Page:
Not just yet. AMD will surely come with an open source solution next year, as usual.
  • SlyNine - Thursday, December 12, 2013 - link

    Lots of gamers will invest in TN panels because that technology is actually better for games. But it does come at a compromise.
  • rarson - Sunday, December 15, 2013 - link

    I just bought a 27" QHD IPS monitor for $285. From the games I've played on it so far, I'd say you're nuts if you buy a 1080p TN panel over a monitor like this.
  • tlbig10 - Tuesday, December 17, 2013 - link

    And I'll counter with saying you're nuts for overlooking 120/144hz TN panels *if* the main use for your machine is gaming. I have the VG248QE, have enabled LightBoost on it, and I would *never* use my wife's 27" QHD IPS for gaming because I would lose the butter smoothness a 120hz LB monitor gets me. Yes her display has better color reproduction, but it is a mess in BF4 with all its ghosting and 60hz choppiness. Until you've seen what LightBoost and 120hz is like in a first person shooter, you can't call us "nuts".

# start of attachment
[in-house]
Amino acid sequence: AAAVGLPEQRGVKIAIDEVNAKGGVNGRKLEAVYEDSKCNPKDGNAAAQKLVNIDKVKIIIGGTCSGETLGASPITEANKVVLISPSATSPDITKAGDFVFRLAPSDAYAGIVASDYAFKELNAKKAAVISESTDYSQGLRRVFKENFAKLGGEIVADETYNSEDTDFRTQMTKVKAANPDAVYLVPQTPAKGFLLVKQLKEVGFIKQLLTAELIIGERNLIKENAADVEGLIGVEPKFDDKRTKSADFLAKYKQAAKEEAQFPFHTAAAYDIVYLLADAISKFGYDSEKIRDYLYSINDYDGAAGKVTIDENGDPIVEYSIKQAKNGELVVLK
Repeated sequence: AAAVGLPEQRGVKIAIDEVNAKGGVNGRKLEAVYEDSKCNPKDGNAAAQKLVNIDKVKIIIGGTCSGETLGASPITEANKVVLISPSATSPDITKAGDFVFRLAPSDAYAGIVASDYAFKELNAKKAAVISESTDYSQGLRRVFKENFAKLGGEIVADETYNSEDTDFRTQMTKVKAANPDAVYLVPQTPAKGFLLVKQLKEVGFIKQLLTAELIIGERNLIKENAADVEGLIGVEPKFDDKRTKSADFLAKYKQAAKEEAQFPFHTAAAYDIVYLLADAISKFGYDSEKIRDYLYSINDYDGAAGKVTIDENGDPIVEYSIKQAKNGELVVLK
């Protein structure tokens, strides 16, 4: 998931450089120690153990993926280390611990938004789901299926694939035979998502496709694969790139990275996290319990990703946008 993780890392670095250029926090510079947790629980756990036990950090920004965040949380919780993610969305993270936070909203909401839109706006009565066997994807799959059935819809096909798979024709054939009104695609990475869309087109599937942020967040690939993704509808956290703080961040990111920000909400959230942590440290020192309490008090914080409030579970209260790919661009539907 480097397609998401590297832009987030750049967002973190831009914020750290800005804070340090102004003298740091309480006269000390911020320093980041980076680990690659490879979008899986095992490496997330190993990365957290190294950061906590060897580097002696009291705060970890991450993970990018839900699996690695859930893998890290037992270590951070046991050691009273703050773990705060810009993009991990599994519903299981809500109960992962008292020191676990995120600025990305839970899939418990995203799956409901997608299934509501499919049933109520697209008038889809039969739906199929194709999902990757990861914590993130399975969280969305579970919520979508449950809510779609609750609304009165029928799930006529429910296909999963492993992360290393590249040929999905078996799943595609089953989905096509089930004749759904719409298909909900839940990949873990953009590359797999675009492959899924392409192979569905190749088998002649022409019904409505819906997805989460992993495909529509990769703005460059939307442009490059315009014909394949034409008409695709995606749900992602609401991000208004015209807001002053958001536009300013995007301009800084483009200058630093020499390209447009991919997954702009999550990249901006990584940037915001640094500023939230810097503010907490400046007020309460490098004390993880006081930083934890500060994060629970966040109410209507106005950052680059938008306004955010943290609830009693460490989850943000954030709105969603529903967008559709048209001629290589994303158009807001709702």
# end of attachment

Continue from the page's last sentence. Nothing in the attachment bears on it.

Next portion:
And those of you on 120 or 144hz monitors who aren't using LightBoost, do yourself a favor and check it out. There is a substantial difference between LB 120hz and plain 144hz.
  • ZKriatopherZ - Thursday, December 12, 2013 - link

    I think a lot of this is leftover garbage from the way CRT displays needed to be implemented. Seems like we should be removing hardware here not adding it. Flat Panels when introduced to that ecosystem needed to output on a frame by frame basis even though the only real limitation seems to be the pixel color to color refresh. Since LCD pixels are more like a switch wouldn't a video card output and display system that updated on an independent per pixel basis be more efficient and better suited to modern displays? I understand games have frame buffers you would need to interpret but that can all be addressed in the video card hardware. If you have a card capable of drawing to the screen in such a way wouldn't that make this additional hardware unnecessary and eliminate the tearing problem?